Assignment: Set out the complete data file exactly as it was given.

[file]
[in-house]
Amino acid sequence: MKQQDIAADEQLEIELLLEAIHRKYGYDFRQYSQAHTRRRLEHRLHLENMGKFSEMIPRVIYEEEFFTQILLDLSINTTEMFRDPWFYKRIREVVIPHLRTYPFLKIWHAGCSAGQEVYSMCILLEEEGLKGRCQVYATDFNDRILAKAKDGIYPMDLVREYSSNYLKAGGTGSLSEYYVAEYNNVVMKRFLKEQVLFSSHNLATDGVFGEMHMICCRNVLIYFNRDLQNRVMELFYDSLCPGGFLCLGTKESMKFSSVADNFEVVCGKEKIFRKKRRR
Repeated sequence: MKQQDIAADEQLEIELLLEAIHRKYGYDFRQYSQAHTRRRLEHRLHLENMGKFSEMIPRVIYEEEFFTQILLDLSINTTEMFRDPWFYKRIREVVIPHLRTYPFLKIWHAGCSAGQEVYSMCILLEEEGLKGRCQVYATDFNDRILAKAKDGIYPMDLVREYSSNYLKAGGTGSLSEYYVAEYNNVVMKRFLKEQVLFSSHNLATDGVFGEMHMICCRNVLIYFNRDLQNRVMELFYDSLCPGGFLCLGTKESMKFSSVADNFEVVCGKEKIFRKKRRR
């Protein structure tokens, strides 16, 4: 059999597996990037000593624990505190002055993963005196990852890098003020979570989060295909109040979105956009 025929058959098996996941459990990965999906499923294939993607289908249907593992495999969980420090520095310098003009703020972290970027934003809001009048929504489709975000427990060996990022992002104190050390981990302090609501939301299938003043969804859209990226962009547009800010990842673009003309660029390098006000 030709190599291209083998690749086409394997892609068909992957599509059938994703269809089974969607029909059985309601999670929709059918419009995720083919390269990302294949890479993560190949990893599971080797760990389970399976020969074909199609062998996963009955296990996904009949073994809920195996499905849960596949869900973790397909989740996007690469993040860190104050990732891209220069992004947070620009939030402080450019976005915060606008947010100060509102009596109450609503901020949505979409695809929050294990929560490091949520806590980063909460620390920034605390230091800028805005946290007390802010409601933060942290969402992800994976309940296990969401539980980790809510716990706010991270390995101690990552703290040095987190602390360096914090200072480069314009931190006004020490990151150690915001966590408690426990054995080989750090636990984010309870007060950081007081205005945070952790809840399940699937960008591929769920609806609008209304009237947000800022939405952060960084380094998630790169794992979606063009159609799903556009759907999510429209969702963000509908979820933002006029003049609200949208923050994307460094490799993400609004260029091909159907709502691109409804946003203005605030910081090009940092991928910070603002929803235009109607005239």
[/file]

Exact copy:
[in-house]
Amino acid sequence: MKQQDIAADEQLEIELLLEAIHRKYGYDFRQYSQAHTRRRLEHRLHLENMGKFSEMIPRVIYEEEFFTQILLDLSINTTEMFRDPWFYKRIREVVIPHLRTYPFLKIWHAGCSAGQEVYSMCILLEEEGLKGRCQVYATDFNDRILAKAKDGIYPMDLVREYSSNYLKAGGTGSLSEYYVAEYNNVVMKRFLKEQVLFSSHNLATDGVFGEMHMICCRNVLIYFNRDLQNRVMELFYDSLCPGGFLCLGTKESMKFSSVADNFEVVCGKEKIFRKKRRR
Repeated sequence: MKQQDIAADEQLEIELLLEAIHRKYGYDFRQYSQAHTRRRLEHRLHLENMGKFSEMIPRVIYEEEFFTQILLDLSINTTEMFRDPWFYKRIREVVIPHLRTYPFLKIWHAGCSAGQEVYSMCILLEEEGLKGRCQVYATDFNDRILAKAKDGIYPMDLVREYSSNYLKAGGTGSLSEYYVAEYNNVVMKRFLKEQVLFSSHNLATDGVFGEMHMICCRNVLIYFNRDLQNRVMELFYDSLCPGGFLCLGTKESMKFSSVADNFEVVCGKEKIFRKKRRR
């Protein structure tokens, strides 16, 4: 059999597996990037000593624990505190002055993963005196990852890098003020979570989060295909109040979105956009 025929058959098996996941459990990965999906499923294939993607289908249907593992495999969980420090520095310098003009703020972290970027934003809001009048929504489709975000427990060996990022992002104190050390981990302090609501939301299938003043969804859209990226962009547009800010990842673009003309660029390098006000 030709190599291209083998690749086409394997892609068909992957599509059938994703269809089974969607029909059985309601999670929709059918419009995720083919390269990302294949890479993560190949990893599971080797760990389970399976020969074909199609062998996963009955296990996904009949073994809920195996499905849960596949869900973790397909989740996007690469993040860190104050990732891209220069992004947070620009939030402080450019976005915060606008947010100060509102009596109450609503901020949505979409695809929050294990929560490091949520806590980063909460620390920034605390230091800028805005946290007390802010409601933060942290969402992800994976309940296990969401539980980790809510716990706010991270390995101690990552703290040095987190602390360096914090200072480069314009931190006004020490990151150690915001966590408690426990054995080989750090636990984010309870007060950081007081205005945070952790809840399940699937960008591929769920609806609008209304009237947000800022939405952060960084380094998630790169794992979606063009159609799903556009759907999510429209969702963000509908979820933002006029003049609200949208923050994307460094490799993400609004260029091909159907709502691109409804946003203005605030910081090009940092991928910070603002929803235009109607005239």